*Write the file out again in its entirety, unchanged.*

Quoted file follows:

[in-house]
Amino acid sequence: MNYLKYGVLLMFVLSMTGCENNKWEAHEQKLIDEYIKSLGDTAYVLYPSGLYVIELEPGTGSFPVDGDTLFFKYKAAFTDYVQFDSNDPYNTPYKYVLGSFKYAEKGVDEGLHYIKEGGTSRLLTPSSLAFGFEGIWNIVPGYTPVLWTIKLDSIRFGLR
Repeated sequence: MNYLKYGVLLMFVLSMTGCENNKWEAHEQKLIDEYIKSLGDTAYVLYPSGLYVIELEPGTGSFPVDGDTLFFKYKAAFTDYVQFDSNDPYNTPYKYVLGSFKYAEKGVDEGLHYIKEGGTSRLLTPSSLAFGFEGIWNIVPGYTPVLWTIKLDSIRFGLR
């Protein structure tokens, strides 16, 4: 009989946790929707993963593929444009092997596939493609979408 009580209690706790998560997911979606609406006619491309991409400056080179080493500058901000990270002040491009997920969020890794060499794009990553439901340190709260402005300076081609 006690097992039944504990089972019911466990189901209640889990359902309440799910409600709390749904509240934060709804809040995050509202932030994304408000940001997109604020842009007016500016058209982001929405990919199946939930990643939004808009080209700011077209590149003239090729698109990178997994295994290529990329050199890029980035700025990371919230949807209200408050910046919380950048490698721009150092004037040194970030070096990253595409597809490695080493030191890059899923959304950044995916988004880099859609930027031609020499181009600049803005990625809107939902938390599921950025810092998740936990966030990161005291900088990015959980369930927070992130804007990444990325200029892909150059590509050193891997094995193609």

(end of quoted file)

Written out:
[in-house]
Amino acid sequence: MNYLKYGVLLMFVLSMTGCENNKWEAHEQKLIDEYIKSLGDTAYVLYPSGLYVIELEPGTGSFPVDGDTLFFKYKAAFTDYVQFDSNDPYNTPYKYVLGSFKYAEKGVDEGLHYIKEGGTSRLLTPSSLAFGFEGIWNIVPGYTPVLWTIKLDSIRFGLR
Repeated sequence: MNYLKYGVLLMFVLSMTGCENNKWEAHEQKLIDEYIKSLGDTAYVLYPSGLYVIELEPGTGSFPVDGDTLFFKYKAAFTDYVQFDSNDPYNTPYKYVLGSFKYAEKGVDEGLHYIKEGGTSRLLTPSSLAFGFEGIWNIVPGYTPVLWTIKLDSIRFGLR
């Protein structure tokens, strides 16, 4: 009989946790929707993963593929444009092997596939493609979408 009580209690706790998560997911979606609406006619491309991409400056080179080493500058901000990270002040491009997920969020890794060499794009990553439901340190709260402005300076081609 006690097992039944504990089972019911466990189901209640889990359902309440799910409600709390749904509240934060709804809040995050509202932030994304408000940001997109604020842009007016500016058209982001929405990919199946939930990643939004808009080209700011077209590149003239090729698109990178997994295994290529990329050199890029980035700025990371919230949807209200408050910046919380950048490698721009150092004037040194970030070096990253595409597809490695080493030191890059899923959304950044995916988004880099859609930027031609020499181009600049803005990625809107939902938390599921950025810092998740936990966030990161005291900088990015959980369930927070992130804007990444990325200029892909150059590509050193891997094995193609």